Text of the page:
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Comments of former Councilor Gary Watts

Former Councilor and City Finance Commissioner Gary Watts, who was part of the committee that designed the 1989 City Charter, wrote the following comments, which were read at the Friday, April 7, 2006 meeting of the Citizens' Commission on City Government:

There are so many considerations in determining the best Council set up. We struggled with most considerations in 1988. Because we didn't want to go to the trouble to change to a mayor/council form of government and then be challenged for a voting rights violation, we were advised that we needed to have enough single member districts to assure minority representation. We also didn't want to have a large number of councilors and the lousy dynamics that a large group brings (leadership control, party line voting, etc.). So nine was the smallest odd number that would assure compliance with the voting rights act. We have now had nine councils elected of which I served on five. Every District has produced strong councilors who were motivated to serve for the right reasons. Many Districts have produced councilors who have been more about narrow agendas and egos than the good of the city, and these have come from north, south, east and west. City Hall lore has many stories of lousy city commissioners who were elected at large, so I am convinced that at large representation will not improve overall quality. The election Tuesday appears to have produced a good council, time will tell, but it appears the system has worked to provide needed changes. Unlike the campaign dynamics of at large elections, which are much about money, several council elections showed that person to person contact, grass roots campaigning is an effective way to win a seat, more so than spending money. I think that is a very good thing. A truly strong mayor can find many ways to instill a city wide spirit among councilors. The one area I've observed where district representation can become a significant problem is with zoning decisions. We need to be sure that councilors vote their independent position on zoning and not "defer" to the councilor whose district is affected. To date mayors have remained clear of most such battles, but that does not have to be the case. I don't believe our form of government is broken; those who want to fix it would help our community much more by advocating for improvement of municipal services, matters of substance like public transportation, rather than chasing charter change because one Council out of nine became disfunctional.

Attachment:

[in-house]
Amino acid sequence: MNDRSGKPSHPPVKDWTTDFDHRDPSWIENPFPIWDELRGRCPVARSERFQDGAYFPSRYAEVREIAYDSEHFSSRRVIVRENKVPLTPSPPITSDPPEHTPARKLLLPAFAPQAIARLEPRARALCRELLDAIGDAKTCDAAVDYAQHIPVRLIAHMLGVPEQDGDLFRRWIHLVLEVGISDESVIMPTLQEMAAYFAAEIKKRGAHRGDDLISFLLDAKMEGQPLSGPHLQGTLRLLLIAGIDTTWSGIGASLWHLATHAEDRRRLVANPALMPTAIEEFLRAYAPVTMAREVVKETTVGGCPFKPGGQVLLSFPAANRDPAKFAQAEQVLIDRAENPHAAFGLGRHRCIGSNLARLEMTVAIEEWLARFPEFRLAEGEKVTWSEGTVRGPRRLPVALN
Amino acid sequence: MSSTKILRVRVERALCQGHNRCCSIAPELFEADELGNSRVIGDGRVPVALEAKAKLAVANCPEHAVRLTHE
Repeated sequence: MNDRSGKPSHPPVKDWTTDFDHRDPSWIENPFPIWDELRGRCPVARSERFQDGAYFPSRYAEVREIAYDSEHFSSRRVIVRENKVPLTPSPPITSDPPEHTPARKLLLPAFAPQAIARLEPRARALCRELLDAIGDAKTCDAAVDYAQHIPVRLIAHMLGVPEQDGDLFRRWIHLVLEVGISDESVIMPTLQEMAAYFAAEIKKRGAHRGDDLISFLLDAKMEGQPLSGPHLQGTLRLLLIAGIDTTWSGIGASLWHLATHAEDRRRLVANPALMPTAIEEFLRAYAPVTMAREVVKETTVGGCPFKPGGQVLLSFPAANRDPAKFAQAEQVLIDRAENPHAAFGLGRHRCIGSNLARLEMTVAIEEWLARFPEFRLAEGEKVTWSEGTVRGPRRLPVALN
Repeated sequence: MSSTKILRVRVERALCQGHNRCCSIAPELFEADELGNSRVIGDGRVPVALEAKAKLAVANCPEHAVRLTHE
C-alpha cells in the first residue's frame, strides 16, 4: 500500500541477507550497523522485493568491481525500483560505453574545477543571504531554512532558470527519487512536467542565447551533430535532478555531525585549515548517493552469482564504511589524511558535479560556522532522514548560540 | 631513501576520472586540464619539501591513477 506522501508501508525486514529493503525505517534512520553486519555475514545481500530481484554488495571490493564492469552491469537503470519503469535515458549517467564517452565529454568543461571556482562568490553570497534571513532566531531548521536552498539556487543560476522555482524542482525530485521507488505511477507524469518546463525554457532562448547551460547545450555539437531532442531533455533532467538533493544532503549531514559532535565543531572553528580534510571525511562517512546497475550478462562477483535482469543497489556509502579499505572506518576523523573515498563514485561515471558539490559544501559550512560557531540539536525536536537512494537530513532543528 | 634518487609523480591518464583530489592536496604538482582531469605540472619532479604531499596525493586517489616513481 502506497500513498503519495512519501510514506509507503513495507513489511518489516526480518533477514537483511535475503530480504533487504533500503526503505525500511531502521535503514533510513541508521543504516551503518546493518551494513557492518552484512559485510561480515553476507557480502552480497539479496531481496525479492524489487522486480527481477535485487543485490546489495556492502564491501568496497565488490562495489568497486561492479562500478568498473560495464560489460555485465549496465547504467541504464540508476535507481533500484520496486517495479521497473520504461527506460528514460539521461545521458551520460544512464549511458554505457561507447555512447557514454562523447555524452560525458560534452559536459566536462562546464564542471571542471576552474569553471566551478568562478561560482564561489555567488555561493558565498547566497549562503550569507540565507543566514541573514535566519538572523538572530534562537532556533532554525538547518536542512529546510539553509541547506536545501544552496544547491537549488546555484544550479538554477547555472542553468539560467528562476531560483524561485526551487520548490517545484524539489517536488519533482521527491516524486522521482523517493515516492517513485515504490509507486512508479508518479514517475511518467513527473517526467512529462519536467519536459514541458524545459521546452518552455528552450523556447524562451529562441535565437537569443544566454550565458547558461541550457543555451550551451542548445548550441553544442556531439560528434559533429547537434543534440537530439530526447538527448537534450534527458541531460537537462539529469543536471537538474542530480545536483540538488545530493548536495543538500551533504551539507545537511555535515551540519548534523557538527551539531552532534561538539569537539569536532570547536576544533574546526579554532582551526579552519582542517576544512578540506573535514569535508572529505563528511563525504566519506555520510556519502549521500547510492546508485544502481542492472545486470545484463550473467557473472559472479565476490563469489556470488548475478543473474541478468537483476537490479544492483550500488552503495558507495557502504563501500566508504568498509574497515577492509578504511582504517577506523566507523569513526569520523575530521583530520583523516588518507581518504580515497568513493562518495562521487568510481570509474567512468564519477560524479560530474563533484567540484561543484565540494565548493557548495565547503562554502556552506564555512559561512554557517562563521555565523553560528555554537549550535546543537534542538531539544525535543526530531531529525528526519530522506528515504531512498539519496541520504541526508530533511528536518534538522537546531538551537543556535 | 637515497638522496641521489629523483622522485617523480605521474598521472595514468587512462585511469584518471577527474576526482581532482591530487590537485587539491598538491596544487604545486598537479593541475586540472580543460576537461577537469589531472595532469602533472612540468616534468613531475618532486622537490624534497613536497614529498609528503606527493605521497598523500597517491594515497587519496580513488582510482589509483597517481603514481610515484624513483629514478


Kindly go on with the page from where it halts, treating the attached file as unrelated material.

This page contains a single entry from the blog posted on April 10, 2006 5:51 PM.

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